By Felix Olick
Lawyers preparing to defend four Kenyans accused of crimes against humanity can now interview protected prosecution witnesses, but only with their consent.
International Criminal Court prosecutors can also interview defence witnesses under the same rules. This follows a court decision Friday on a deal on how to handle confidential information and how to make contact with witnesses the opposing party intends to call. ICC prosecutors have also been seeking more access to their own protected witnesses to prepare them for trials next year.
According to new rules announced by the ICC Pre-Trial Chamber V, all parties must submit all questions to potential prosecution witnesses through the ICC in writing, as well as a list naming everyone with whom the answers would be shared.
Witnesses must be told why the information is needed and the possible consequences of giving it out. They can refuse to answer any of the questions or to be interviewed.
These are just some of the tough guidelines set out to protect those getting ready to testify against Uhuru Kenyatta, William Ruto, Francis Muthaura, and Joshua arap Sang in March.
The guidelines come barely a week after ICC Chief Prosecutor Fatou Bensouda claimed some witnesses have been intimidated or compromised and have declined to testify. She did not indicate which of the two Kenya cases was affected by what she described as the instances of “bribery, forced disappearances, executions and threats to life”.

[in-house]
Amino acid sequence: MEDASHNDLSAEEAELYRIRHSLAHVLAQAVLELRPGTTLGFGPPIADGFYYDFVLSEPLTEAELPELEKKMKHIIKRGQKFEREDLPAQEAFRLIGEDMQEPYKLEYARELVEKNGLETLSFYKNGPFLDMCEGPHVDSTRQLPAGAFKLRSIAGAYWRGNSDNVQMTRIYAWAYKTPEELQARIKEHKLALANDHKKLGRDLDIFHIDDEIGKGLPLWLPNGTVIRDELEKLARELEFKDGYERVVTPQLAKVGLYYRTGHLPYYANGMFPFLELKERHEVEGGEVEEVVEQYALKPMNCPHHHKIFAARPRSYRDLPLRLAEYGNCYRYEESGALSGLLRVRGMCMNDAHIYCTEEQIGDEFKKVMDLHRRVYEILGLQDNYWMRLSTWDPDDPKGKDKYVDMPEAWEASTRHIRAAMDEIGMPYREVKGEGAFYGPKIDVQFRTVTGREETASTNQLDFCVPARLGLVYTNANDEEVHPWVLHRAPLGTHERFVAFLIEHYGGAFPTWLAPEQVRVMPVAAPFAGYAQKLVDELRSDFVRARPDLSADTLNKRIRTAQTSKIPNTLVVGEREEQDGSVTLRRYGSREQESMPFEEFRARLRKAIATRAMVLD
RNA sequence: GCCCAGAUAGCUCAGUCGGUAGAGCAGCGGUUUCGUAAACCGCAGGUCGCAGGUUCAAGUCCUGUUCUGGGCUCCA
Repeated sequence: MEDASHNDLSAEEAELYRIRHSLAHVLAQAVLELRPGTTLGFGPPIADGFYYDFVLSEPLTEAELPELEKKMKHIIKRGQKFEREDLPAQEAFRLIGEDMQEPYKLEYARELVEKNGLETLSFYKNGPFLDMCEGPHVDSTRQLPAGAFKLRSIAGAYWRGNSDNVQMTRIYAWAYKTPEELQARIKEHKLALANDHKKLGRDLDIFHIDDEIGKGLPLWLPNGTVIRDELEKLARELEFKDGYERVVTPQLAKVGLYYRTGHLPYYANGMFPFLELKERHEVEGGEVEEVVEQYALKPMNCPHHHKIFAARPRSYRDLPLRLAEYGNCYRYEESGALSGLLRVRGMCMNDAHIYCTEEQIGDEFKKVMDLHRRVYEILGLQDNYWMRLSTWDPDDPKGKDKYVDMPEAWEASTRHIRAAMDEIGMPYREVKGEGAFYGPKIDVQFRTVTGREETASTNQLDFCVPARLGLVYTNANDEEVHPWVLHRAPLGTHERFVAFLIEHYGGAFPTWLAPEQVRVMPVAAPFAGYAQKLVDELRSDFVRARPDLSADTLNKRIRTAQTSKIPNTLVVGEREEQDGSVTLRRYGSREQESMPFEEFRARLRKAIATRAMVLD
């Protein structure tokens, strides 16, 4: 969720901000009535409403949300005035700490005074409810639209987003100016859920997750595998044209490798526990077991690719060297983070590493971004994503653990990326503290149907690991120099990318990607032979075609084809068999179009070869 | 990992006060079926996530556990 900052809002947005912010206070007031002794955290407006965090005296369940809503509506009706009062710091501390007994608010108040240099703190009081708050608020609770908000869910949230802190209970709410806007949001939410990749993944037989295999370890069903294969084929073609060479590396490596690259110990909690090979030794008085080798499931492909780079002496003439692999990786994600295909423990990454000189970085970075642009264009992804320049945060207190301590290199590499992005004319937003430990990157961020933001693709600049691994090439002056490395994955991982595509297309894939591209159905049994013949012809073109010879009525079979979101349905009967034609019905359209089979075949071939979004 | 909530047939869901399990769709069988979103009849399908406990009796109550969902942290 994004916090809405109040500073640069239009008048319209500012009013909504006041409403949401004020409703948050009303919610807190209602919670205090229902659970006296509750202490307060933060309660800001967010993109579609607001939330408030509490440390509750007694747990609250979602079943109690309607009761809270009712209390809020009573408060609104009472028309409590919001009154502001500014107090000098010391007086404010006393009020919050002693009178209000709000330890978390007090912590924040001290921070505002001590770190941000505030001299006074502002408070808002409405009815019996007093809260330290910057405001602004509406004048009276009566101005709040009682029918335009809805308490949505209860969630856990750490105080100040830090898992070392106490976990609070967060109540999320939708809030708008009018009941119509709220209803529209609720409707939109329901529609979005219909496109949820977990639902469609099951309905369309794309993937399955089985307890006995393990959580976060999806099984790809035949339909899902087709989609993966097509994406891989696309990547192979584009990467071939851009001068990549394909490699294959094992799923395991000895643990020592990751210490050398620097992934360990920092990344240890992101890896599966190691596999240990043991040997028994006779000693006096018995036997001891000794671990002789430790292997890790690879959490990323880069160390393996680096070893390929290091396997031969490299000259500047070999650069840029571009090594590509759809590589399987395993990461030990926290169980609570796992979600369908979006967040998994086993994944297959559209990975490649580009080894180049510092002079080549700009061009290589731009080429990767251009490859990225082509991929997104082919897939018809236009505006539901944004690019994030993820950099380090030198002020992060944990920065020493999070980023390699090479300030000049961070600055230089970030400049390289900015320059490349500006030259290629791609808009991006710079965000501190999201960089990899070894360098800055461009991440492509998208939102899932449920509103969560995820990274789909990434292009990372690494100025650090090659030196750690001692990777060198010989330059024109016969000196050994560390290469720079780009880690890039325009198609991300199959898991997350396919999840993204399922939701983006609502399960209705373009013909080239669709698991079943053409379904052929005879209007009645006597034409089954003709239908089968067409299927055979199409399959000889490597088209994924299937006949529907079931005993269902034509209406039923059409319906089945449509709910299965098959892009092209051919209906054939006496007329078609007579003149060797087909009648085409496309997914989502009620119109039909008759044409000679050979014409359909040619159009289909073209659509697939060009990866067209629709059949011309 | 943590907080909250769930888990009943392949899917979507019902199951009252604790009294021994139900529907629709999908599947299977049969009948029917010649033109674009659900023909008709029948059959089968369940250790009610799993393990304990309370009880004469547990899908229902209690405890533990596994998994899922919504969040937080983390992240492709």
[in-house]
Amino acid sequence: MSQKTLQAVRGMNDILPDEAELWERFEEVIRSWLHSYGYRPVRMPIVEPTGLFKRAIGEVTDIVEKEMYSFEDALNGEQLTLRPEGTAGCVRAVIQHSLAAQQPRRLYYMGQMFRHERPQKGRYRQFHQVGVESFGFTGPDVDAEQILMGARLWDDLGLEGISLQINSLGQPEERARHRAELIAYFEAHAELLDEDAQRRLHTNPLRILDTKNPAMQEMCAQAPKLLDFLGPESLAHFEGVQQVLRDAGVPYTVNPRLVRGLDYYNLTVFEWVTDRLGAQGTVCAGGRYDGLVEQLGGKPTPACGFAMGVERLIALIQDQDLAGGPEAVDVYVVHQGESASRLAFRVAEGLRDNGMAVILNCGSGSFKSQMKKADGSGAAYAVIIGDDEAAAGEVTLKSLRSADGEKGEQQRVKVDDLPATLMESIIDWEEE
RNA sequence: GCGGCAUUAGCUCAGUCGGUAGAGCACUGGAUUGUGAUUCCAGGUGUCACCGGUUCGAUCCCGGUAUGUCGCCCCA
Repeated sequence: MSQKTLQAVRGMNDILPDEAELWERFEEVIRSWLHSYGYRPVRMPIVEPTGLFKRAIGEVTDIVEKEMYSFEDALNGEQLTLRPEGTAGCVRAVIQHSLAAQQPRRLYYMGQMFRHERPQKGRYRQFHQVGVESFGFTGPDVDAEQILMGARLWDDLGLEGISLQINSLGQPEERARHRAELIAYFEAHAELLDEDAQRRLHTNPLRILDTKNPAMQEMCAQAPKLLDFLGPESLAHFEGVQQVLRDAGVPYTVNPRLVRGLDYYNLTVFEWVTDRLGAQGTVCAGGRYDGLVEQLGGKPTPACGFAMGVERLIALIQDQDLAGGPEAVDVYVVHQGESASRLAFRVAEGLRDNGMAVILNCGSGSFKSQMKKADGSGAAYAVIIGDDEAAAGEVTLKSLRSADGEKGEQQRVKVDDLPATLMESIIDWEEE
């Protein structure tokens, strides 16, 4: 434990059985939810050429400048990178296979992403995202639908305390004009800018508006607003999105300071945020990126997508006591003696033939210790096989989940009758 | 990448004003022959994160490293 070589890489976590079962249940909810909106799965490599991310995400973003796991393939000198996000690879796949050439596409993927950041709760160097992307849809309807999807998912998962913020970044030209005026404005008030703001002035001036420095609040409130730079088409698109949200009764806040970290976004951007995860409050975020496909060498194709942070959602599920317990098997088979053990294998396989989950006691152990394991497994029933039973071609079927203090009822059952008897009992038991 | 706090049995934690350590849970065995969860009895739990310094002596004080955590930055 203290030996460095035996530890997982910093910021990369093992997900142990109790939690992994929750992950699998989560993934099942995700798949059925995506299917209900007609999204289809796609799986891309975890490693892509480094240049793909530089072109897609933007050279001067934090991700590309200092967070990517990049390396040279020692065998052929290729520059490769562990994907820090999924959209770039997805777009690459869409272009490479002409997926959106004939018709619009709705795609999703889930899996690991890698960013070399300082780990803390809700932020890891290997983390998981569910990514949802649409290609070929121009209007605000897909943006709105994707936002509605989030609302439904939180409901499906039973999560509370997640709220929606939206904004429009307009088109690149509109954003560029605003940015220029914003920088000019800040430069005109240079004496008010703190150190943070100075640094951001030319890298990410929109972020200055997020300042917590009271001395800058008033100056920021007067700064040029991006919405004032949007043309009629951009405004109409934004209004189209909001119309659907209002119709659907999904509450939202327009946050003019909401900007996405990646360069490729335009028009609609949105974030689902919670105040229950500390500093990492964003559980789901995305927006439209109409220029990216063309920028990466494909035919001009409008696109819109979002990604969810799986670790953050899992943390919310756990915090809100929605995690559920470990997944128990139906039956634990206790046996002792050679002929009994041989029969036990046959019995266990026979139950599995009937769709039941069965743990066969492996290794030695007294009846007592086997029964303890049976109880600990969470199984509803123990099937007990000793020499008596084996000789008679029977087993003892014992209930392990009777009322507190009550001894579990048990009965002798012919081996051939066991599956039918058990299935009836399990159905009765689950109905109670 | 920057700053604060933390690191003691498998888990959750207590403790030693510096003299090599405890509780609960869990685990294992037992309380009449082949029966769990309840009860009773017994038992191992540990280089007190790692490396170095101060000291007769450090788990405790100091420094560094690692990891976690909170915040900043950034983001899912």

Bensouda applied to the court for access to the protected witnesses ahead of the trials to ensure “adequate preparation”.
Last month, ICC judges refused to release key documents or confirm the identities of three witnesses whose credibility had been questioned by Deputy PM Uhuru Kenyatta’s defence team.
Under the new rules, the defence team must put their questions to prosecution witnesses 4, 11, and 12 in writing through the Victims and Witness Unit (VWU).
The VWU shall seek the consent of the individuals on behalf of the court and make the arrangements for an interview.
But in doing so, the defence is prohibited from attempting to influence the witness’s decision as to whether or not to agree to be interviewed.
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